Jacob Hacker

Jacob S. Hacker is Stanley Resor Professor of Political Science at Yale University, is the author, with Paul Pierson, of Winner-Take-All Politics: How Washington Made the Rich Richer—and Turned Its Back on the Middle Class (2010) and American Amnesia: How the War on Government Led Us to Forget What Made America Prosper (2016).  

Recent Articles

Don't Dismantle Government—Fix It

Under assault from conservatives, government actually holds the key to American prosperity.

(Photo: AP/Carolyn Kaster)
(Photo: AP/Carolyn Kaster) Members of the media gather for a news conference at the Capitol Building in Washington, DC, on November 18, 2014, announcing the start of repairs in the Capitol Dome Restoration Project. Below is an excerpt from American Amnesia: How the War on Government Led Us to Forget What Made America Prosper , by Jacob S. Hacker and Paul Pierson, published by Simon & Schuster on March 29. A t the beginning of The Book of Laughter and Forgetting , Milan Kundera’s narrator describes a snowy 1948 scene in Prague, with leading communists addressing a crowd. One, Vladimir Clementis, places his fur hat on the head of his bald companion, Klement Gottwald. When Clementis is later purged and executed, the Party’s propagandists erase him from the photograph. All that is left is his fur hat. The enabling role of government is like that fur hat. Today, we see only tiny reminders of a much bigger reality. We know government built a road or a school but too often fail to...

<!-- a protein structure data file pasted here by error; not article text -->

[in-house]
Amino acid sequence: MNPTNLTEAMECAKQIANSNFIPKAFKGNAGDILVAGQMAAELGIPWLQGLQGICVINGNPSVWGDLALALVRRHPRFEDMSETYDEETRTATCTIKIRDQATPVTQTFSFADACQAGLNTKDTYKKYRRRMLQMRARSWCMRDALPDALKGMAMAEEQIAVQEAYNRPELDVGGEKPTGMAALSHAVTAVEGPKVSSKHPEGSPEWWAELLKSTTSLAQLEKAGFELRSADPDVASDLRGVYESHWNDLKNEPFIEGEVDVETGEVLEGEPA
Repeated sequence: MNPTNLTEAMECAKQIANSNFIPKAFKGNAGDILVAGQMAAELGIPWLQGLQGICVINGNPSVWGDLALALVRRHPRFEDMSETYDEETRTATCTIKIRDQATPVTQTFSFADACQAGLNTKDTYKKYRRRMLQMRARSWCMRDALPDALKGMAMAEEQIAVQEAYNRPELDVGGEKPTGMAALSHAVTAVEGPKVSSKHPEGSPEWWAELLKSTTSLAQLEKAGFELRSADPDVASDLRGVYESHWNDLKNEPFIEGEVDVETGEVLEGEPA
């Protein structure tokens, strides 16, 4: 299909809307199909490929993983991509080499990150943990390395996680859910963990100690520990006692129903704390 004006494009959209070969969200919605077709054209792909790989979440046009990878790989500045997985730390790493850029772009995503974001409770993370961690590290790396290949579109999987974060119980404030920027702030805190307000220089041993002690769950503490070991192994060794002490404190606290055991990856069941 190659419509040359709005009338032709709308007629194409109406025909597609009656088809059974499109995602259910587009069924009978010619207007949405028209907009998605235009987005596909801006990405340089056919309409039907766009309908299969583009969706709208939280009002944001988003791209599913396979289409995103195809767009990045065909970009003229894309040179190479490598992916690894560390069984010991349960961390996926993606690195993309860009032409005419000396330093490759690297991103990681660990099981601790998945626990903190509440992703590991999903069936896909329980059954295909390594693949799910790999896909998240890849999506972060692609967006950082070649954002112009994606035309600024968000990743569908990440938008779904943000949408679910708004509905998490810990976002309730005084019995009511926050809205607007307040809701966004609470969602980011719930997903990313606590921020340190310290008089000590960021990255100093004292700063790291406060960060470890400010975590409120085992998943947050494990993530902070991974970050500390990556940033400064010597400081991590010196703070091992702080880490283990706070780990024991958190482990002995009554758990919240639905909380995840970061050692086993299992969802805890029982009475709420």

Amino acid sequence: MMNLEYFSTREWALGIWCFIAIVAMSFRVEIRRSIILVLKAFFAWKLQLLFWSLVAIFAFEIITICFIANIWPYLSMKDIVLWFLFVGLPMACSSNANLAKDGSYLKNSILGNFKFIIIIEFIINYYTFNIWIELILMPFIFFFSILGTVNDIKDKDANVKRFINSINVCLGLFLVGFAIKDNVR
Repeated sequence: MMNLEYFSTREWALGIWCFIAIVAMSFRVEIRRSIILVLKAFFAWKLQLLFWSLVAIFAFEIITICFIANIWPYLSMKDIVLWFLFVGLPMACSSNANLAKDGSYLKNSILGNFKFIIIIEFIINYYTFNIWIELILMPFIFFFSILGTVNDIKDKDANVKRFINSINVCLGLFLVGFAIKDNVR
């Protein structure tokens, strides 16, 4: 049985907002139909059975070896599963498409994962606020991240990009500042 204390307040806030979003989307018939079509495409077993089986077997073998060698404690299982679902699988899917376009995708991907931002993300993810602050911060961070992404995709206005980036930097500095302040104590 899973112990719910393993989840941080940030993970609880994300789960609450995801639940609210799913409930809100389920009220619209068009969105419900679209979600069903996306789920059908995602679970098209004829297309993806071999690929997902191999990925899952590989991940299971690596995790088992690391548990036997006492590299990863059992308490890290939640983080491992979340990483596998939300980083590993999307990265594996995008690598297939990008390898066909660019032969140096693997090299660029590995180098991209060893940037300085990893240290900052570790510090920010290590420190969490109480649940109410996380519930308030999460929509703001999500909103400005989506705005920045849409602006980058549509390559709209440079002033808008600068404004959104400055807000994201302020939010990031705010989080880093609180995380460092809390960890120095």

No Cost for Extremism

Why the GOP hasn't (yet) paid for its march to the right. 

(AP Photo/Carolyn Kaster)
According to the news media, 2014 was the year that the GOP “Establishment” finally pulled Republicans back from the right-wing brink. Pragmatism, it seemed, had finally triumphed over extremism in primary and general election contests that The New York Times called “proxy wars for the overall direction of the Republican Party.” There’s just one problem with this dominant narrative. It’s wrong. The GOP isn’t moving back to the center. The “proxy wars” of 2014 were mainly about tactics and packaging, not moderation. Consider three of the 2014 Senate victors—all touted as evidence of the GOP’s rediscovered maturity, and all backed in contested primaries by the Establishment’s heavy, the U.S. Chamber of Commerce:

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